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### Regular and Non-regular Polygon Areas

```
Date: 03/10/99 at 17:10:37
From: Robert Davies
Subject: Regular Polygons

I am trying to work out the proof that regular polygons give the
maximum area but as of yet have not succeeded.

```

```
Date: 03/11/99 at 11:55:35
From: Doctor Peterson
Subject: Re: Regular Polygons

The first approach that comes to mind is to take any non-regular
polygon and show that you can find a larger polygon with the same
perimeter. Then the largest polygon with that perimeter must be
regular.

Suppose that there are three consecutive vertices A, B, and C in a
polygon such that AB and BC have different lengths. See if you can find
a point B' where AB' and B'C are the same length, but their sum is the
same as AB + BC. Then show that the area of triangle AB'C will be
larger than that of ABC. If you replace B with B' in the polygon, its
perimeter stays the same but the area is larger.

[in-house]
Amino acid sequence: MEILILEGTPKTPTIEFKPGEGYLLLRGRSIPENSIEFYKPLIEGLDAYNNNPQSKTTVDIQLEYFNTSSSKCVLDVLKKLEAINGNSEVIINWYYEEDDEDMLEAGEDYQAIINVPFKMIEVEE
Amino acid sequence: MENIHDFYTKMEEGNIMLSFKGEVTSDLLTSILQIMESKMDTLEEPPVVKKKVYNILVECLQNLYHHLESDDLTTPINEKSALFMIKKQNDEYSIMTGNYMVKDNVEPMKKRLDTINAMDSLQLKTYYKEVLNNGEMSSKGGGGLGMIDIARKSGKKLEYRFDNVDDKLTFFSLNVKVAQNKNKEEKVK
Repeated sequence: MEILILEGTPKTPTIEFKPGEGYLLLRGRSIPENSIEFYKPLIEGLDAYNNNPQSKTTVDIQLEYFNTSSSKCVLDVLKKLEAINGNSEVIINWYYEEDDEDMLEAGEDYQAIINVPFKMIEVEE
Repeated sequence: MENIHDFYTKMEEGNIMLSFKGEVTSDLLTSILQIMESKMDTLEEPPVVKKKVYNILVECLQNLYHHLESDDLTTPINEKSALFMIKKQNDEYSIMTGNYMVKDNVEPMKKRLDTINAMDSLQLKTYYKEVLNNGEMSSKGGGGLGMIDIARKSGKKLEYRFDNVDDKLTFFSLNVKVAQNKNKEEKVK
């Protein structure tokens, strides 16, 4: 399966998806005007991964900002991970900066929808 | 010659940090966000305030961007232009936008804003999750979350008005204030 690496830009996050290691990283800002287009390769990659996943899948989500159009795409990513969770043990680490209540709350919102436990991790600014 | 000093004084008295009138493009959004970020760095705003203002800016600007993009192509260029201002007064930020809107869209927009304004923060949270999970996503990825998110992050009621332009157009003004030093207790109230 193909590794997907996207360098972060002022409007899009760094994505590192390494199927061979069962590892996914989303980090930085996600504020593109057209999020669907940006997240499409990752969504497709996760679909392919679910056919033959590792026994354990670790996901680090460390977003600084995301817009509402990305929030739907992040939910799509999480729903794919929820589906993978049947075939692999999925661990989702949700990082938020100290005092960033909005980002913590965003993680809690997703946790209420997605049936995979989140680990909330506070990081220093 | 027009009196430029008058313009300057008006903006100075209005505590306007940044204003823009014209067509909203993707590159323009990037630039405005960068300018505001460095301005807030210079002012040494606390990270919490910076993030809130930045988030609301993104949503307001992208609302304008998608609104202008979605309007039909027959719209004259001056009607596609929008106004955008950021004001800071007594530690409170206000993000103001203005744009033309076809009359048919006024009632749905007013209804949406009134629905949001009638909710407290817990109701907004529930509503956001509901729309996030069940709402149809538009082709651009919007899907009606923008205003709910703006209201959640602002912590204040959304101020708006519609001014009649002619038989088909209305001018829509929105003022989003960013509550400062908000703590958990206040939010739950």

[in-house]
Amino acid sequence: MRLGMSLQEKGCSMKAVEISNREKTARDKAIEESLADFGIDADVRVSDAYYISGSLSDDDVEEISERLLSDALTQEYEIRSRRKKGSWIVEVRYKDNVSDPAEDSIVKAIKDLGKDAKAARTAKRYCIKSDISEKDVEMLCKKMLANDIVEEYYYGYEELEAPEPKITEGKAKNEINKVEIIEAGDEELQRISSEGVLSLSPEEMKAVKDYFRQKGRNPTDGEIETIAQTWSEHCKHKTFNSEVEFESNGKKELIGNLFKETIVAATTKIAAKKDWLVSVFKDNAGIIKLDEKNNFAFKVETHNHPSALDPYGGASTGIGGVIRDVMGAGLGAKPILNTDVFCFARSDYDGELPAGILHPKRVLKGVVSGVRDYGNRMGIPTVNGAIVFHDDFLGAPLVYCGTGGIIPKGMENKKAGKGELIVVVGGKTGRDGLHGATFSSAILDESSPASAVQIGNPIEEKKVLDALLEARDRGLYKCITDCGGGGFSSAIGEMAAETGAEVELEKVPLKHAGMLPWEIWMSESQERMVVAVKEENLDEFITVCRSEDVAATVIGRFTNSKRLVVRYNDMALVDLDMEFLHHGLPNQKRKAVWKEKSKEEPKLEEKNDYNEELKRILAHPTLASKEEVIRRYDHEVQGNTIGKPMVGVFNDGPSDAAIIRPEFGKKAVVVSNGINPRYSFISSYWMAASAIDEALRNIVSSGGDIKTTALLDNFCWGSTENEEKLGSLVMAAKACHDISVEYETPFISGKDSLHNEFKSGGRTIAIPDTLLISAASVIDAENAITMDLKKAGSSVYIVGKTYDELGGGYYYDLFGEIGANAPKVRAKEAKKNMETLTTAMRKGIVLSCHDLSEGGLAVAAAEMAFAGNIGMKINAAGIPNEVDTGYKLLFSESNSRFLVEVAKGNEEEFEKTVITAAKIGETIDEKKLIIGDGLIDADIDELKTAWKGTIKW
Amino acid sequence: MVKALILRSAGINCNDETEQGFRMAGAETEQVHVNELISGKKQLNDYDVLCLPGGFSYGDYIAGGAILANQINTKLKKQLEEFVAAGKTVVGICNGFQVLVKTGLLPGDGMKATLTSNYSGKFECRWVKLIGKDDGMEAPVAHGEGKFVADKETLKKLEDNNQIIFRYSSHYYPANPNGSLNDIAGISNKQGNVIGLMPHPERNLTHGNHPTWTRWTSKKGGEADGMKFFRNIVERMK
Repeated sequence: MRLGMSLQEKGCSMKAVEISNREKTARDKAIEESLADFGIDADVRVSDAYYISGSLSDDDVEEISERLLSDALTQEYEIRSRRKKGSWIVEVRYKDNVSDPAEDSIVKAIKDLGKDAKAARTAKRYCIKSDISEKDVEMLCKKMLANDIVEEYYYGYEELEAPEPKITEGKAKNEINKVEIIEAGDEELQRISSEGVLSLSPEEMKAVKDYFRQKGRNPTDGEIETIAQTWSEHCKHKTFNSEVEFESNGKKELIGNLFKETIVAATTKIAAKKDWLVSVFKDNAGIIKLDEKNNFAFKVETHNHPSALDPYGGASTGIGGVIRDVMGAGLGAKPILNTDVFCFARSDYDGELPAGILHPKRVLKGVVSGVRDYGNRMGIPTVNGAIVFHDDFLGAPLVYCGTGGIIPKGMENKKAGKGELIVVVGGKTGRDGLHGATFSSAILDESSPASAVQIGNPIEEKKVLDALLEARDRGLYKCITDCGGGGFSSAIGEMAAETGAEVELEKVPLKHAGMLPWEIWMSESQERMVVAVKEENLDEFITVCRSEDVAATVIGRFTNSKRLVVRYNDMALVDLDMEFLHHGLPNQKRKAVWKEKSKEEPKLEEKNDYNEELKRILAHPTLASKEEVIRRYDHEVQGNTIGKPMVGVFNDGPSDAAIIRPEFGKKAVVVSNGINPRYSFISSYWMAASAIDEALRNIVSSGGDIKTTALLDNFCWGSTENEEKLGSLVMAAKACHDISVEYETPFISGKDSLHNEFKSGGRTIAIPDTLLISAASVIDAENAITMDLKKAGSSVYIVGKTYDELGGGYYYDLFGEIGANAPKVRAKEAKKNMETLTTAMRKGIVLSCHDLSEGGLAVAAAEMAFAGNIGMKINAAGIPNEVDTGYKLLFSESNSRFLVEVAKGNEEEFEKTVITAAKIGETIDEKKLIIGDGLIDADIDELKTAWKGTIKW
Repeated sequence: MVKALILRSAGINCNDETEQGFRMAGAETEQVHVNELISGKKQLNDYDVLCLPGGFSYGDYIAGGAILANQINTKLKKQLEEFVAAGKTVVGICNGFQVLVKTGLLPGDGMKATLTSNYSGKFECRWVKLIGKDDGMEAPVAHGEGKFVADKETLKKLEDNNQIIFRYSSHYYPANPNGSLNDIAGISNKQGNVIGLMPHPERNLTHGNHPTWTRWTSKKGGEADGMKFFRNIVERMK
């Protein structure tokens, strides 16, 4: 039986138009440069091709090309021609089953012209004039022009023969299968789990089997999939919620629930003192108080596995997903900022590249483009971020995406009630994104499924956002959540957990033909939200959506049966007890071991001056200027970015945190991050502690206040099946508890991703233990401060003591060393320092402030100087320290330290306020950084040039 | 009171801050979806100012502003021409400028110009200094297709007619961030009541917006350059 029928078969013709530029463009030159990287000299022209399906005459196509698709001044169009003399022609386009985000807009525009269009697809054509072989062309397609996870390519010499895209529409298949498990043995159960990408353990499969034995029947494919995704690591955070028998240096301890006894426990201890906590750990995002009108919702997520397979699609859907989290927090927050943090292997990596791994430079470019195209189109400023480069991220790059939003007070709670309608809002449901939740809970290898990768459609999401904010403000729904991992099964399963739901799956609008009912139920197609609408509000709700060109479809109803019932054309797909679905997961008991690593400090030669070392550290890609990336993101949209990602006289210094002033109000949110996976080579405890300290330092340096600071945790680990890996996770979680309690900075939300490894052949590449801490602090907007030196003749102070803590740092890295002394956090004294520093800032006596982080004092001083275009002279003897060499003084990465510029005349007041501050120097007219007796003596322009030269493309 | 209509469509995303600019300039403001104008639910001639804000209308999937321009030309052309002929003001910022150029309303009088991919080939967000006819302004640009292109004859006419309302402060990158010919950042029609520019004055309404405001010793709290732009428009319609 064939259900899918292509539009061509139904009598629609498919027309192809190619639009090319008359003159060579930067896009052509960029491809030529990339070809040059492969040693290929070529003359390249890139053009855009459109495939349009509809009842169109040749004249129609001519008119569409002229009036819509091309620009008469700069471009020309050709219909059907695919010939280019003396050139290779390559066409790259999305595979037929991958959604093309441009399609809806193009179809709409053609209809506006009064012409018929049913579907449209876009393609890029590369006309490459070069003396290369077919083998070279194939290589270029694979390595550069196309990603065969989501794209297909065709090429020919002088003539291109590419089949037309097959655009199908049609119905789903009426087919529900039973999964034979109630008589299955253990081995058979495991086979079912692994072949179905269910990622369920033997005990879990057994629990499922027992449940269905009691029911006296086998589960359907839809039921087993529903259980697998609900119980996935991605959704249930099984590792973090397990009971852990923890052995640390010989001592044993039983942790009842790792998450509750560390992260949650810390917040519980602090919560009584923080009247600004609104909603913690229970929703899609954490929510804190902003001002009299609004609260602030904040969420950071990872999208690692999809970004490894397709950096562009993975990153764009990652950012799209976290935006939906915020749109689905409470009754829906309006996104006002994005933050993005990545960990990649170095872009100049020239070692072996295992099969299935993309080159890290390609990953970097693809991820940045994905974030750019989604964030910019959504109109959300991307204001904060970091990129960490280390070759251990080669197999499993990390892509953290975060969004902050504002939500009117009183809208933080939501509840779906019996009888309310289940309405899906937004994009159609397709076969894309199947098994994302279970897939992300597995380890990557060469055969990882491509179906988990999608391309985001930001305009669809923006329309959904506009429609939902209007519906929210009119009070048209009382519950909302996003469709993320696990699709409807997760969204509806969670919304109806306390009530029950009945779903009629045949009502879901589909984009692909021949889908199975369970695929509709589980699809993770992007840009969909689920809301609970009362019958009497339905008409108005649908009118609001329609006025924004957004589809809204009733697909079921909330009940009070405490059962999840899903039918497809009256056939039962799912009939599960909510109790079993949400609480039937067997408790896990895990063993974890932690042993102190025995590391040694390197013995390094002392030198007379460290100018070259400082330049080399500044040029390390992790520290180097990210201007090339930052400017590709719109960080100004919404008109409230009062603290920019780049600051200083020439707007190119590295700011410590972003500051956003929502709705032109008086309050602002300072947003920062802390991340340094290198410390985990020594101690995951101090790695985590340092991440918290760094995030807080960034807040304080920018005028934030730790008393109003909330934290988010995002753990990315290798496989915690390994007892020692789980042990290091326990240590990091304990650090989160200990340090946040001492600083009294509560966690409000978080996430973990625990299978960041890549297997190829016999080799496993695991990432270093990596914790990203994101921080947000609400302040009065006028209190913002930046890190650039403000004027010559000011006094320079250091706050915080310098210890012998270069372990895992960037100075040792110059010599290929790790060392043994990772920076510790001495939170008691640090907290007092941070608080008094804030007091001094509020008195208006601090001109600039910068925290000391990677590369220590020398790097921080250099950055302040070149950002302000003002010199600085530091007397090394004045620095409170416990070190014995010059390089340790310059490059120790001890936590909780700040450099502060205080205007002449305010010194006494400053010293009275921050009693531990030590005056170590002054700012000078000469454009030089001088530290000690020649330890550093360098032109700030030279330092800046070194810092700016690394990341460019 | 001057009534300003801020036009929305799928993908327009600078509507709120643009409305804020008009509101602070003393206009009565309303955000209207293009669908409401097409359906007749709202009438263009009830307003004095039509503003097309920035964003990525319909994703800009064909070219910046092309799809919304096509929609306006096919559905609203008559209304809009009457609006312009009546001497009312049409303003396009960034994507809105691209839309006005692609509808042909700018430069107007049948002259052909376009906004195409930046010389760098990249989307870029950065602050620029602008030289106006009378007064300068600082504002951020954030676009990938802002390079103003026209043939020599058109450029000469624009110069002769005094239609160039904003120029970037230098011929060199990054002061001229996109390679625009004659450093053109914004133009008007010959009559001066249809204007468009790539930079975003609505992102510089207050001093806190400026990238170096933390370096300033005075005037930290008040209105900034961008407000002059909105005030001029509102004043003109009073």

B'
B         +
+       /   \
/   \  /       \
/     /  \        \
/    /        \      \
/   /             \     \
/  /                   \   \
/ /                        \  \
A //                              \\  C
+ - - - - - - - - - - - - - - - - - +
|                                    \
|                                     \
...                                    ...

This will show that the largest polygon has to have all sides the same,
since a polygon whose sides are not the same is never the largest.

You will also have to show that the angles in the largest polygon with
a given perimeter are all the same. Try a method similar to what we
just did for the sides. (I have not taken the time to work that part
out.)

- Doctor Peterson, The Math Forum
http://mathforum.org/dr.math/
```
Associated Topics:
High School Geometry
High School Triangles and Other Polygons
Middle School Geometry
Middle School Triangles and Other Polygons

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